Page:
Thanks for sticking with us so far through the HAF saga, THC fans. As promised, we’ve got another little tidbit that will again show that HAF has lost its way in a very serious manner. Once upon a time, you could have been sure that any of the dollars you donated to HAF would have almost exclusively been used for the benefit of the entire Humboldt community. THC has delved into HAF’s departure from their mission to impartially serve the county; in case you missed those posts, check them out here and here.
Nowadays, unfortunately, it seems like the price HAF charges for using your dollars to perform some good for Humboldt (the type of work that we all have associated with HAF in the past) have gone way, way up. And the amount of money that HAF is diverting to pay for their administrative expenses and community organizing activities isn’t just at a historic high for the HAF alone – it’s frickin’ off the charts when compared to charitable organizations across the board.
We dug around into the financials of the HAF over the past several years, and came up with some stuff that’s pretty shocking.
First, let’s look at the operating expense of HAF. HAF’s operating expenses in 2011-2012 (according to their IRS 990 form) were 34%. According to the friendly people at the Foundation Center, and their Foundation Expenses and Compensation Report, the median operating expenses for community organizations comes in at a whopping 7%. Basically, HAF needs almost 500% more money to run it’s operation than most other charitable organizations. That extra 500% goes to paying both employee salaries (more on that in a second) and to funding the Community Strategies programs we’ve discussed in previous editions of THC.
As for grant-making (you know, the thing that HAF was originally formed to do), we are sorry to say that HAF sure as hell doesn’t look so great in comparison to the industry standard.
In 2014, HAF made grants totaling $2,479,386. Fantastic, right? Well, yes. Any amount of grant money in our community is needed. But why in the hell does HAF need so many people to manage those grants? At our last count, HAF had something around 40 people on their payroll. Want to know how many employees organizations that dole out similar levels of grant money have on average?
According to the Foundation Center, it’s about 3. Which, according to HAF’s website, is just a tad less than the number of people employed at HAF expressly for grant-making. Here’s a chart from Foundation Center’s 2010 Grant Makers Salary and Benefit Report:
But the even more curious part of HAF’s staffing is this: there’s 4 employees working on grants. There’s 6 people working for “Community Strategies” (a.k.a. the politically involved component of HAF), and there’s at least 8 administrative staff. So, ask yourself: what’s HAF’s biggest priority, given the number of people they employ for grant making versus other activities?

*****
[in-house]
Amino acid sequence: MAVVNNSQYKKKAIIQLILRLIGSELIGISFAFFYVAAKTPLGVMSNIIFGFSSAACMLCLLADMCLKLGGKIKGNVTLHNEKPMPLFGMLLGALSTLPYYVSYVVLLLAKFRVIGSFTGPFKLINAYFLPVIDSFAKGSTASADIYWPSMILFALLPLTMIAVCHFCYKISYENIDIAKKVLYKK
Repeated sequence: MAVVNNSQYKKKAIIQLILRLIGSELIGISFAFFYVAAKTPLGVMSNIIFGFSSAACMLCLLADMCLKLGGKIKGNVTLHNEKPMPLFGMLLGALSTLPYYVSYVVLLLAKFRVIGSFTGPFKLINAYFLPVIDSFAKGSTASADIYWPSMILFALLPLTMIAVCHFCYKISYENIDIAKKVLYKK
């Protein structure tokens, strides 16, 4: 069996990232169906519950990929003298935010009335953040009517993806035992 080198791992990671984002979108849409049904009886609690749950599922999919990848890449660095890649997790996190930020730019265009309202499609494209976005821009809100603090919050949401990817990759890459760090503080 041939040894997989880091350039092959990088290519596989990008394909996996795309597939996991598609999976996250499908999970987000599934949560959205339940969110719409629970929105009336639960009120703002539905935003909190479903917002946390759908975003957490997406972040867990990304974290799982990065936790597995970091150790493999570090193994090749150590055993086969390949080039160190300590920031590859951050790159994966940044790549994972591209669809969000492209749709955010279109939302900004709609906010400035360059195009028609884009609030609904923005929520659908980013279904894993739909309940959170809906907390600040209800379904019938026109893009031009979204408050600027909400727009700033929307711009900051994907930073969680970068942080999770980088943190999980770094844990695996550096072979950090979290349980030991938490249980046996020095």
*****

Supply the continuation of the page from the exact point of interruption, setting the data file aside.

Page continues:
Want to know something else interesting? In 2011, for every $1 granted by HAF, there was 89 cents of administrative costs. in 2012, it was $1.32 that HAF spent on their operations for every dollar spent on the community. For comparison, the California Community Fund (which has over a billion dollars in assets compared to HAF’s 2014 total of $106,703,502) had administrative costs 6 cents for every dollar granted. Yikes.
Now, let’s look directly at Mr. Pat Cleary himself. Seeing as he has no problem treating the HAF coffers as his political ATM, it’s probably no surprise to you that he has done quite well in using those same funds for his own personal gain as well. In 2012, Cleary’s starting compensation package was worth over $138,000 a year. (THC would like to take a second to say – “Damn, that’s a lot of hooch!”) Again, according to the Foundation Center, the median salary of Community Foundation CEO’s with two or more employees is around $102,000 per year.
Remember how people in Humboldt County are underpaid compared to individuals with comparable positions outside of the area? Good ol’ Cleary said screw that – give me your money, Humboldt.
In the end, THC fans, we just think it’s high time that HAF was held accountable by our community for both the dubious and secretive political organizing they’ve engaged in and for the apparent mis-management of the funds contributed by the generous people of Humboldt County.
Sure, since HAF’s inception, the total assets have sky-rocketed, and Humboldt’s needs have changed. The issue that THC finds so troubling is that HAF’s priorities have sharply shifted away from meeting the changing needs of our community, and in many ways now mirror the political leanings of the big-wigs running the show. Similarly, the greatly increased pool of funds that are available for community enrichment have seen a corresponding increase in their use for things that are not beneficial to all in the area. We, as a community, need to come together to demand that these things change.
The Humboldt Consequential